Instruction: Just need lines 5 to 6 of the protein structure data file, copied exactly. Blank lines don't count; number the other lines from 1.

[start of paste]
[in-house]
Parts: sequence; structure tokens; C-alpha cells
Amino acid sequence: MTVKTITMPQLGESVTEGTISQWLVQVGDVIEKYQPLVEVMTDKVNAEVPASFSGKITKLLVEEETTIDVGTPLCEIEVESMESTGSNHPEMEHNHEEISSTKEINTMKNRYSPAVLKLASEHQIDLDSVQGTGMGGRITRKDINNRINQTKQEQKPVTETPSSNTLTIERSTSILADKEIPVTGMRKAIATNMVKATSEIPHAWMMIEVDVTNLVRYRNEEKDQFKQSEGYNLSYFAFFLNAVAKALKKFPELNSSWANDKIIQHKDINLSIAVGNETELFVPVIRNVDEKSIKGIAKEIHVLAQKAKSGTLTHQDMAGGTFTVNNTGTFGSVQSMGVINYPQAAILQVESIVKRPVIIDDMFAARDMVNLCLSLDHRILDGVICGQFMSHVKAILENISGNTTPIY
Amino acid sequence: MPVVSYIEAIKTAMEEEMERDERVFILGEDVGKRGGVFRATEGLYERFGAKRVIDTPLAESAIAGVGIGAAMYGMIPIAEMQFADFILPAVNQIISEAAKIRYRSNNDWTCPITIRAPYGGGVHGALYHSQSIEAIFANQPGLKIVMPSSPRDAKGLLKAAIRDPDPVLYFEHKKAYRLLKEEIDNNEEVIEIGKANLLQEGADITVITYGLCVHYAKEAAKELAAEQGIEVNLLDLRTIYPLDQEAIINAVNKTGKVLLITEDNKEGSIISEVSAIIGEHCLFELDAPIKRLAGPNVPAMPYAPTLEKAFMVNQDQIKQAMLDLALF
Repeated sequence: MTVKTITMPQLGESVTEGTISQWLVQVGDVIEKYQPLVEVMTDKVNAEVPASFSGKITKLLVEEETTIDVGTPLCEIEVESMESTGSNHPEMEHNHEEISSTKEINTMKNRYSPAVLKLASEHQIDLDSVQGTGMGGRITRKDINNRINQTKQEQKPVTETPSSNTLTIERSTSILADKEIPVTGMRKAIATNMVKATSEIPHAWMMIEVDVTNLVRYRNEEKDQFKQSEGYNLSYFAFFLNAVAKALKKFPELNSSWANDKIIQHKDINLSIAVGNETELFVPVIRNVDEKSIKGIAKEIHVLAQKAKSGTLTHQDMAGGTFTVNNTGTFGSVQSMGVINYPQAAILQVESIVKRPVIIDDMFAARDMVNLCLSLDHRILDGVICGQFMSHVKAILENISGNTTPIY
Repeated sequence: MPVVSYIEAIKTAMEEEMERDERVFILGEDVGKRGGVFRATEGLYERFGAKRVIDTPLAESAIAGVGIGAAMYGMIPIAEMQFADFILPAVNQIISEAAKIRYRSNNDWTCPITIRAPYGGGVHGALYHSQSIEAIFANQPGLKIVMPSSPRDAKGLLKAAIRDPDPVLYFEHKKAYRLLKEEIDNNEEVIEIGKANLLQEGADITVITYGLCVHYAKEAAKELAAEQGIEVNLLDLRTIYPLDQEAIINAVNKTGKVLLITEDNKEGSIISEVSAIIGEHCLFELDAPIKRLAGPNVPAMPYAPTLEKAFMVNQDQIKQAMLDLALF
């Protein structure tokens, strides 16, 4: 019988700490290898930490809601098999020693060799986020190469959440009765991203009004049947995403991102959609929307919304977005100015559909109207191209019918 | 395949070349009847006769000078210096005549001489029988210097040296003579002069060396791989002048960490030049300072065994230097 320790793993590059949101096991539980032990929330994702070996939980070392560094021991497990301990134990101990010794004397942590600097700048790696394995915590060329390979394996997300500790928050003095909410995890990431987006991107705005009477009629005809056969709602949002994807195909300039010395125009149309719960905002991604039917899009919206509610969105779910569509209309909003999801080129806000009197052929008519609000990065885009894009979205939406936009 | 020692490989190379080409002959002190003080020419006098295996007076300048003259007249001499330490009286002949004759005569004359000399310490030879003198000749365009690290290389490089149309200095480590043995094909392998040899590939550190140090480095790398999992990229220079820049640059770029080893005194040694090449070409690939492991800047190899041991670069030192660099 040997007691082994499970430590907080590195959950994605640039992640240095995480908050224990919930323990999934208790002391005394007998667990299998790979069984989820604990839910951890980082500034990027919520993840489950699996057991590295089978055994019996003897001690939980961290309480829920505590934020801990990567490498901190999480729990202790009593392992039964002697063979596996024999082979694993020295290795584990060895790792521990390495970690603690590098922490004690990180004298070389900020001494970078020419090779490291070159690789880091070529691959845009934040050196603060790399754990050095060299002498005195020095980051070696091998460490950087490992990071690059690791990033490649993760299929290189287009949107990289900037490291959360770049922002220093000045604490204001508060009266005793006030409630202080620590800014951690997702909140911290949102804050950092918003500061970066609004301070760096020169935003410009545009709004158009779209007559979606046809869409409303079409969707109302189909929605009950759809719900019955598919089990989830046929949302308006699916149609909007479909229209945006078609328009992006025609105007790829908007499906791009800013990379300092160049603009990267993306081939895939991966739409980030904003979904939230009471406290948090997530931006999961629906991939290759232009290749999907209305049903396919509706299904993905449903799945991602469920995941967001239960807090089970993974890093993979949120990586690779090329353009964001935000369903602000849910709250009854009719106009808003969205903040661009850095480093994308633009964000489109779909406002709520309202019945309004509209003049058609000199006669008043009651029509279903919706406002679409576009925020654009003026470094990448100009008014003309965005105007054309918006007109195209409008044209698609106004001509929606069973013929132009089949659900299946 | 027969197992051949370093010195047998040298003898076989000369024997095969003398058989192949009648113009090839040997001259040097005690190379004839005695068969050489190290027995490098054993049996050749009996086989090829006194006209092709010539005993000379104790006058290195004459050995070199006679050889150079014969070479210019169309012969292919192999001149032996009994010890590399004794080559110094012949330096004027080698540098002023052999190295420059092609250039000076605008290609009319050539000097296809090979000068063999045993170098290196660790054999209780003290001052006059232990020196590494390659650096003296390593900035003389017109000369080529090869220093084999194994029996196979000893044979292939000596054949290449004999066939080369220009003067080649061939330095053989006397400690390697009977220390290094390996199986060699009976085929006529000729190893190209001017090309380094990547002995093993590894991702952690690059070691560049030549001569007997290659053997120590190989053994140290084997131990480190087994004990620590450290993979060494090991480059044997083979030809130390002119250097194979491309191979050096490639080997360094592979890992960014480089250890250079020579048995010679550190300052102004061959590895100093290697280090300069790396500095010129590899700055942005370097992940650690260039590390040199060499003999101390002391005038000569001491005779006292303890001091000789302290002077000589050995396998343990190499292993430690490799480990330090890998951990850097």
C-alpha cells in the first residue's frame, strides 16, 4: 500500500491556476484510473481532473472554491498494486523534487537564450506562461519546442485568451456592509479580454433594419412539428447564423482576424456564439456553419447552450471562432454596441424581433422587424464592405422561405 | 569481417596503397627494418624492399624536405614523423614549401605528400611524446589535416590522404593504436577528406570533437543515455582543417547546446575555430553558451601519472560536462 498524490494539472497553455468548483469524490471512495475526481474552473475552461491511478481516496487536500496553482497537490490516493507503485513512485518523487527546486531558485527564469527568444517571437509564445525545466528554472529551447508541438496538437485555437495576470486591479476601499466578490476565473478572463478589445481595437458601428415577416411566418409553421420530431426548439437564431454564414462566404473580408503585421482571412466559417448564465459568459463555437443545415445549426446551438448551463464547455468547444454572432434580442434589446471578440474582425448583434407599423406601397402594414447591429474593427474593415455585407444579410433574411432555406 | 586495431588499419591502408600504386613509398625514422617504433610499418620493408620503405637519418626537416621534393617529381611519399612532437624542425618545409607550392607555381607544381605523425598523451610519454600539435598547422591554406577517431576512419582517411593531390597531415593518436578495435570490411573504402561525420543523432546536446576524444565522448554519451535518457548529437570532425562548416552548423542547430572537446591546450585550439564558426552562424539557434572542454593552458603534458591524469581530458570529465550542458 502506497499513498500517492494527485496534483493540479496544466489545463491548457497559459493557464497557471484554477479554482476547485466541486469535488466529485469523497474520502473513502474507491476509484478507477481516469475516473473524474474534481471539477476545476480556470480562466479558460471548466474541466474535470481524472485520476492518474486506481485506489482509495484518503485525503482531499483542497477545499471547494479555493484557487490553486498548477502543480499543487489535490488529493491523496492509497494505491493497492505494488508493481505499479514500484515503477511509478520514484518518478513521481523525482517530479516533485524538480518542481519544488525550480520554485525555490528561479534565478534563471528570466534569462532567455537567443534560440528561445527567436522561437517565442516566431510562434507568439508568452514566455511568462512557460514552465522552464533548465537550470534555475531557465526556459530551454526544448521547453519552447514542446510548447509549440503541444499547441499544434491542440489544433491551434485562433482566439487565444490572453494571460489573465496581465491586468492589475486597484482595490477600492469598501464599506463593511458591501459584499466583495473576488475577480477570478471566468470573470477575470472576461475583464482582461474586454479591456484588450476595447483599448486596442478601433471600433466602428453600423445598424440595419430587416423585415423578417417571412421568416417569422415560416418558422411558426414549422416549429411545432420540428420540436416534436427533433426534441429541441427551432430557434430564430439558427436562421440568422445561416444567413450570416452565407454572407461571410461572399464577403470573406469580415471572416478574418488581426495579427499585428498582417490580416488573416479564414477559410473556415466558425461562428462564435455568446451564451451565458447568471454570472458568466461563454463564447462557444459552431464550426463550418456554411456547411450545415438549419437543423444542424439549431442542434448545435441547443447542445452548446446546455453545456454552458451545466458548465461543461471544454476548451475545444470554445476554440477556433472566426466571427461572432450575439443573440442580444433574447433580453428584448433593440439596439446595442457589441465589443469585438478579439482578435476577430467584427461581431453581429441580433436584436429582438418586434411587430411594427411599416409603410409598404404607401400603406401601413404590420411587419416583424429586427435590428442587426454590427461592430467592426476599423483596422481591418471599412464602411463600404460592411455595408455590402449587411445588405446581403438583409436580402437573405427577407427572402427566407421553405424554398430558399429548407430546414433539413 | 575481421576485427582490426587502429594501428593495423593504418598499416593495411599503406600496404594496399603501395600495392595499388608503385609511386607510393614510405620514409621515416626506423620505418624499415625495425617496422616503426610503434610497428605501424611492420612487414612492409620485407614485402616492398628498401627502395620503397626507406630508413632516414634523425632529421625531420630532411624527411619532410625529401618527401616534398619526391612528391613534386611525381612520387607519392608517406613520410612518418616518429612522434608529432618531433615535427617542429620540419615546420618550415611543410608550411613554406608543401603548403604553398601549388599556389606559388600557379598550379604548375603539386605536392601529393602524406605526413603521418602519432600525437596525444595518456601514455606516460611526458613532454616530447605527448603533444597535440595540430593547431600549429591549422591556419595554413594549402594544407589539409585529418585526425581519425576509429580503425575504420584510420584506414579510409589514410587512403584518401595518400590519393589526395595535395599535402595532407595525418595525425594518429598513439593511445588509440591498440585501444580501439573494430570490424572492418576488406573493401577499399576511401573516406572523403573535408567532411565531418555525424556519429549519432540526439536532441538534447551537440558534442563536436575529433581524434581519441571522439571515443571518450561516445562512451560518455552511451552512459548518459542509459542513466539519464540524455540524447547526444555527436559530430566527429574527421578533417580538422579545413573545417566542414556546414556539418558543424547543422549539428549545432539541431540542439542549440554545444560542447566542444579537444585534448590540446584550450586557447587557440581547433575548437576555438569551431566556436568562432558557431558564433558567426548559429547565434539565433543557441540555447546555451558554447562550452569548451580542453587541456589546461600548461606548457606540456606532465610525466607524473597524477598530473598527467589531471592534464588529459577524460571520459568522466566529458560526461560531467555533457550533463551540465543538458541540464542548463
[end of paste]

Repeated sequence: MTVKTITMPQLGESVTEGTISQWLVQVGDVIEKYQPLVEVMTDKVNAEVPASFSGKITKLLVEEETTIDVGTPLCEIEVESMESTGSNHPEMEHNHEEISSTKEINTMKNRYSPAVLKLASEHQIDLDSVQGTGMGGRITRKDINNRINQTKQEQKPVTETPSSNTLTIERSTSILADKEIPVTGMRKAIATNMVKATSEIPHAWMMIEVDVTNLVRYRNEEKDQFKQSEGYNLSYFAFFLNAVAKALKKFPELNSSWANDKIIQHKDINLSIAVGNETELFVPVIRNVDEKSIKGIAKEIHVLAQKAKSGTLTHQDMAGGTFTVNNTGTFGSVQSMGVINYPQAAILQVESIVKRPVIIDDMFAARDMVNLCLSLDHRILDGVICGQFMSHVKAILENISGNTTPIY
Repeated sequence: MPVVSYIEAIKTAMEEEMERDERVFILGEDVGKRGGVFRATEGLYERFGAKRVIDTPLAESAIAGVGIGAAMYGMIPIAEMQFADFILPAVNQIISEAAKIRYRSNNDWTCPITIRAPYGGGVHGALYHSQSIEAIFANQPGLKIVMPSSPRDAKGLLKAAIRDPDPVLYFEHKKAYRLLKEEIDNNEEVIEIGKANLLQEGADITVITYGLCVHYAKEAAKELAAEQGIEVNLLDLRTIYPLDQEAIINAVNKTGKVLLITEDNKEGSIISEVSAIIGEHCLFELDAPIKRLAGPNVPAMPYAPTLEKAFMVNQDQIKQAMLDLALF